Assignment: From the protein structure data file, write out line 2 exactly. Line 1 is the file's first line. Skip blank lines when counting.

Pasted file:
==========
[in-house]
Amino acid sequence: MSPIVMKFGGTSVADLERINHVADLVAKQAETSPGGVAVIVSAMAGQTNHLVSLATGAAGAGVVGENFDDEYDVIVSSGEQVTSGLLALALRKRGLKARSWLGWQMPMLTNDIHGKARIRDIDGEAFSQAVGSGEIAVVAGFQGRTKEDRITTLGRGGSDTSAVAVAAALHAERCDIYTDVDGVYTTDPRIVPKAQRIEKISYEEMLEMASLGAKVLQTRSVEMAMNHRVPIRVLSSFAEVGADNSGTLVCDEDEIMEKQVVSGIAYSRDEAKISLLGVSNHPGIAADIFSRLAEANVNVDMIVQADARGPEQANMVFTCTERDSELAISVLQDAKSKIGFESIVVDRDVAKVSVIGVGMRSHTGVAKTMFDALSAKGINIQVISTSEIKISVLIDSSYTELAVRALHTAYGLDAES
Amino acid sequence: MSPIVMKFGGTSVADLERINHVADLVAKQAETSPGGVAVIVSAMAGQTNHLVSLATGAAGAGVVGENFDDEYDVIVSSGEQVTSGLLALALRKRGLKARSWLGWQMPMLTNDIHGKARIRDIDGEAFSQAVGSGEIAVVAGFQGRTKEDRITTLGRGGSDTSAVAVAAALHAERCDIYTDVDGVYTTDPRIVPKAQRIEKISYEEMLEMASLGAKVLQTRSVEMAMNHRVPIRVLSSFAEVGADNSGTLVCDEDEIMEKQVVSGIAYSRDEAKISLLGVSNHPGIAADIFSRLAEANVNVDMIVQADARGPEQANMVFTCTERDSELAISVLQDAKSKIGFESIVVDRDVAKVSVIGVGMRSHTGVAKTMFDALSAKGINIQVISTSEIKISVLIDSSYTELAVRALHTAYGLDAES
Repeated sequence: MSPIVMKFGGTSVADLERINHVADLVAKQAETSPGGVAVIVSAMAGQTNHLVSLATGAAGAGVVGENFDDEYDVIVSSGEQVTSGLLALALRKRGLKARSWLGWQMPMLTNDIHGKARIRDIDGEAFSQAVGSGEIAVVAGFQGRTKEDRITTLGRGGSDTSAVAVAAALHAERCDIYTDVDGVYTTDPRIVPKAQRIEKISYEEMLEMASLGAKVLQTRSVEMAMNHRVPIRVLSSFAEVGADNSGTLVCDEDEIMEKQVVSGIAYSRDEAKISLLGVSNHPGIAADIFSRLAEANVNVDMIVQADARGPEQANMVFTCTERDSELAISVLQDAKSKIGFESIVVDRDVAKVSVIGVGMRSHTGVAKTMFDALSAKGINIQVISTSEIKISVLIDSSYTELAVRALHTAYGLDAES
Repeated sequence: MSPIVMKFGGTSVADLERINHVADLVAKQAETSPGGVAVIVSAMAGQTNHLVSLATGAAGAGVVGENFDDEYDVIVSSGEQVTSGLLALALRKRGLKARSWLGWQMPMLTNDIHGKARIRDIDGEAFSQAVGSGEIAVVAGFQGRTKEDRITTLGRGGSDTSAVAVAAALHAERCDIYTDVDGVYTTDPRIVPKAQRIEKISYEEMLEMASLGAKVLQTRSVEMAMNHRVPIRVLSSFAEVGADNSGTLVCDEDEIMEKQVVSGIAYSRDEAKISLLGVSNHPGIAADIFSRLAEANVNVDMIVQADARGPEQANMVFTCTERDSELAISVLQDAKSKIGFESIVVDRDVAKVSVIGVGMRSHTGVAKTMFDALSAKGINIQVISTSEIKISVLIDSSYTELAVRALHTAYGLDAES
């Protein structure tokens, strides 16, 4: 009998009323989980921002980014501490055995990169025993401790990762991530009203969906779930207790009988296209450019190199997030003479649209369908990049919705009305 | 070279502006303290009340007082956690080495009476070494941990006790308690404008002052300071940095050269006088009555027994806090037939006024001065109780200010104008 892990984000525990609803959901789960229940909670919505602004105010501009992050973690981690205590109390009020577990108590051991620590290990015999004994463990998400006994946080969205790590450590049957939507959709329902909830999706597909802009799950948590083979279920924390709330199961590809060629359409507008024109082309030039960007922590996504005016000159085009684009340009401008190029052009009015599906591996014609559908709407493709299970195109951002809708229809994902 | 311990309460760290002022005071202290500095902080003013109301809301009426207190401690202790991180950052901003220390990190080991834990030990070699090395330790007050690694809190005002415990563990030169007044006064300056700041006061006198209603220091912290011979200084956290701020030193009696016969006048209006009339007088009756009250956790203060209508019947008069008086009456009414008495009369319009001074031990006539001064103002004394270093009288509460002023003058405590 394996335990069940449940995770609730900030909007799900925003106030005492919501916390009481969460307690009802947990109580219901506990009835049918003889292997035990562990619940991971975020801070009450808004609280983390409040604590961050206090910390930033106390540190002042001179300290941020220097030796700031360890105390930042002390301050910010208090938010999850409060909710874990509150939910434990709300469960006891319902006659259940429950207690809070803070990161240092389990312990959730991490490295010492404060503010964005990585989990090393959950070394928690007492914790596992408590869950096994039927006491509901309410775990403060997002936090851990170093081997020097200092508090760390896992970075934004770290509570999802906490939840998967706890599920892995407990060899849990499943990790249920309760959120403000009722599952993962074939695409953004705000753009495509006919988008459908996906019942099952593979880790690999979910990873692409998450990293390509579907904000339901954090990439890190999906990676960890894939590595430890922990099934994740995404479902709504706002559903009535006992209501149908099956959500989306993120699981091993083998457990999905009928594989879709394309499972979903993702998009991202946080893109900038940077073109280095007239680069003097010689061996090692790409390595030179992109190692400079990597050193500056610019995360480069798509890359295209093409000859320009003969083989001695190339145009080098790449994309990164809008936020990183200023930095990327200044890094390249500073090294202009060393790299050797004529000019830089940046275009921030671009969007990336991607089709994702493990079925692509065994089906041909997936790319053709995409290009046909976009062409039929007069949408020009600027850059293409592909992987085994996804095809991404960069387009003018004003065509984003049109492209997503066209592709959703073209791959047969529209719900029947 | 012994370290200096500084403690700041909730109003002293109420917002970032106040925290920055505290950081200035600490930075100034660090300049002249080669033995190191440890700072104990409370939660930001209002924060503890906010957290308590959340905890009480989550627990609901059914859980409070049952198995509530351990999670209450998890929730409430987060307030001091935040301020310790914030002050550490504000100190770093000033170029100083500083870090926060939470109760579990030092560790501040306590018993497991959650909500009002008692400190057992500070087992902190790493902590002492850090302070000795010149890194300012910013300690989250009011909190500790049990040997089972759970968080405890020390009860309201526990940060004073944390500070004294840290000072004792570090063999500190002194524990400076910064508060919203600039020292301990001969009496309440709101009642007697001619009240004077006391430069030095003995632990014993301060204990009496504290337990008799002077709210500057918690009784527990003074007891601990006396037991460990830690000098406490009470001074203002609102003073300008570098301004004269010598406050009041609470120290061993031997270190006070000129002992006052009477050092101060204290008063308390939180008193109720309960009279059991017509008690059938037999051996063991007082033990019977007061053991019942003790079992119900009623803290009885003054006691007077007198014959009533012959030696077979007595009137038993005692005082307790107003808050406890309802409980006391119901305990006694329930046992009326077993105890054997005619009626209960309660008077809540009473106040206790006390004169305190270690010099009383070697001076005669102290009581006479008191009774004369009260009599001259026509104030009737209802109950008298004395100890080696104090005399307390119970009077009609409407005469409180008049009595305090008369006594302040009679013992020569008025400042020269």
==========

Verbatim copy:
Amino acid sequence: MSPIVMKFGGTSVADLERINHVADLVAKQAETSPGGVAVIVSAMAGQTNHLVSLATGAAGAGVVGENFDDEYDVIVSSGEQVTSGLLALALRKRGLKARSWLGWQMPMLTNDIHGKARIRDIDGEAFSQAVGSGEIAVVAGFQGRTKEDRITTLGRGGSDTSAVAVAAALHAERCDIYTDVDGVYTTDPRIVPKAQRIEKISYEEMLEMASLGAKVLQTRSVEMAMNHRVPIRVLSSFAEVGADNSGTLVCDEDEIMEKQVVSGIAYSRDEAKISLLGVSNHPGIAADIFSRLAEANVNVDMIVQADARGPEQANMVFTCTERDSELAISVLQDAKSKIGFESIVVDRDVAKVSVIGVGMRSHTGVAKTMFDALSAKGINIQVISTSEIKISVLIDSSYTELAVRALHTAYGLDAES